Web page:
In the late 1990s, tumor necrosis factor (TNF)-related apoptosis-inducing ligand (TRAIL), a member of the TNF-family, started receiving much attention for its potential in cancer therapy, due to its capacity to induce apoptosis selectively in tumour cells in vivo. TRAIL binds to its membrane-bound death receptors TRAIL-R1 (DR4) and TRAIL-R2 (DR5) inducing the formation of a death-inducing signalling complex (DISC) thereby activating the apoptotic cascade. The ability of TRAIL to also induce apoptosis independently of p53 makes TRAIL a promising anticancer agent, especially in p53-mutated tumour entities. Thus, several so-called TRAIL receptor agonists (TRAs) were developed. Unfortunately, clinical testing of these TRAs did not reveal any significant anticancer activity, presumably due to inherent or acquired TRAIL resistance of most primary tumour cells. Since the potential power of TRAIL-based therapies still lies in TRAIL’s explicit cancer cell-selectivity, a desirable approach going forward for TRAIL-based cancer therapy is the identification of substances that sensitise tumour cells for TRAIL-induced apoptosis while sparing normal cells. Numerous of such TRAIL-sensitising strategies have been identified within the last decades. However, many of these approaches have not been verified in animal models, and therefore potential toxicity of these approaches has not been taken into consideration. Here, we critically summarise and discuss the status quo of TRAIL signalling in cancer cells and strategies to force tumour cells into undergoing apoptosis triggered by TRAIL as a cancer therapeutic approach. Moreover, we provide an overview and outlook on innovative and promising future TRAIL-based therapeutic strategies.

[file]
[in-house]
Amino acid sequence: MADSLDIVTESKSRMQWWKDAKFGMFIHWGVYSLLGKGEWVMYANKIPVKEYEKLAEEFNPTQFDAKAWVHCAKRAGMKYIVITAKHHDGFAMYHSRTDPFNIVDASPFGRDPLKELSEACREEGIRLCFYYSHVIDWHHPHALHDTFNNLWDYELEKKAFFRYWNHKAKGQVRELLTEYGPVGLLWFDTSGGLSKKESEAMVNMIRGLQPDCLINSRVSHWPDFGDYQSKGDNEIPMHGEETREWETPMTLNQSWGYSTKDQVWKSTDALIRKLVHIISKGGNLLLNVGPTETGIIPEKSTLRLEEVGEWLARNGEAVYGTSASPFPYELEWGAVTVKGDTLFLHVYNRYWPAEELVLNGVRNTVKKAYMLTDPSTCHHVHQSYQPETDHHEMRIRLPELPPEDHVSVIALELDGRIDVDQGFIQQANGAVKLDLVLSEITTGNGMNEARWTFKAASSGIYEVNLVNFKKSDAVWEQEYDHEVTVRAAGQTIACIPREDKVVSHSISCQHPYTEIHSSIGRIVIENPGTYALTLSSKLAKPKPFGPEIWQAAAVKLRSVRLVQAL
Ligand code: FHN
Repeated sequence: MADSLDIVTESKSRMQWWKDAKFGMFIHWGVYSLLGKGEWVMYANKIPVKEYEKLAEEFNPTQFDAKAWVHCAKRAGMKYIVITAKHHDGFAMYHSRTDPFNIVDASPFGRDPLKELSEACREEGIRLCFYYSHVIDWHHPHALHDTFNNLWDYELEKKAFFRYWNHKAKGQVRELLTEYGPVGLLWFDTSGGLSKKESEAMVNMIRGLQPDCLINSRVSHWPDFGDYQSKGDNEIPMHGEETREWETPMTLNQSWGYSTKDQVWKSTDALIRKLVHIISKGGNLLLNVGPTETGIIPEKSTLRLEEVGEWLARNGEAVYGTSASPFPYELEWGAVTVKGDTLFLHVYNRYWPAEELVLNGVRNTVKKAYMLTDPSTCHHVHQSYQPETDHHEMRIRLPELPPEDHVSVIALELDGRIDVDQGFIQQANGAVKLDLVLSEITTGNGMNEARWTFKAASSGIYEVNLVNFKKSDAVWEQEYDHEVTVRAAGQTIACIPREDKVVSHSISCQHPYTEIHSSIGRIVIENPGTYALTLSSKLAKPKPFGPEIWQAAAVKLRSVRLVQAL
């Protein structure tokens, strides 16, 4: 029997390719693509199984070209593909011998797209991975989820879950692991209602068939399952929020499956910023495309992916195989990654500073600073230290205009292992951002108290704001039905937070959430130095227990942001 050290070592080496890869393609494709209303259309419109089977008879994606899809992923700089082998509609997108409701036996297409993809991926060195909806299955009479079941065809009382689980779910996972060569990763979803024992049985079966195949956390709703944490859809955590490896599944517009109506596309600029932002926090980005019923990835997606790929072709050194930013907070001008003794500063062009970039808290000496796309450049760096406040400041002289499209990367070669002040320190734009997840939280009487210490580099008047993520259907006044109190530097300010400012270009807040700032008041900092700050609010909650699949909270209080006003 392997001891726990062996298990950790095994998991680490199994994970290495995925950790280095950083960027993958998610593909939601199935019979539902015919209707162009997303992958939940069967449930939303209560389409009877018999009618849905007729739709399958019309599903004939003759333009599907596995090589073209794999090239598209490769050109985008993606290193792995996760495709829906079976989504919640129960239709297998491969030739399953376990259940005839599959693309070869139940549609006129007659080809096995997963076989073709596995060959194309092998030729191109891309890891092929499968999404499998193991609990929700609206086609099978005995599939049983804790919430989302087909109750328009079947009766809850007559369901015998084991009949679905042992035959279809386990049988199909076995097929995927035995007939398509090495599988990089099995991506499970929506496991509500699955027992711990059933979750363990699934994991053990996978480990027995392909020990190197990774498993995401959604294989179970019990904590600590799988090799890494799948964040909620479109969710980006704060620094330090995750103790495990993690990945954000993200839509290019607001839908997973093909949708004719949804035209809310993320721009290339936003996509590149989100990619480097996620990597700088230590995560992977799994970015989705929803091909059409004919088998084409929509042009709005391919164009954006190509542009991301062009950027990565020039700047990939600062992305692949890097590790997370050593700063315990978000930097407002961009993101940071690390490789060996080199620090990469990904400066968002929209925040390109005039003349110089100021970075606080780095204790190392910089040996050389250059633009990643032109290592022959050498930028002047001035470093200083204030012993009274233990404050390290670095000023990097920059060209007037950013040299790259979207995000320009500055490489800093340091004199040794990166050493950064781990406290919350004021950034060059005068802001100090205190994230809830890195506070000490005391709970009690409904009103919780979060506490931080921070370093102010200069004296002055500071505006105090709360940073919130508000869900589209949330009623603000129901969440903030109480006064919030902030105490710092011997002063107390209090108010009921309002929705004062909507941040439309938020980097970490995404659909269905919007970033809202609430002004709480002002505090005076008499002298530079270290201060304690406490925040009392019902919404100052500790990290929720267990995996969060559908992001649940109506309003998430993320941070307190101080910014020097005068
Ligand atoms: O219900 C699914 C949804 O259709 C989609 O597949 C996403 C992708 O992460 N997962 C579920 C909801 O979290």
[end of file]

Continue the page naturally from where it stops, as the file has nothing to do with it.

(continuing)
This is an open access article distributed under the Creative Commons Attribution License
which permits unrestricted use, distribution, and reproduction in any medium, provided the original work is properly cited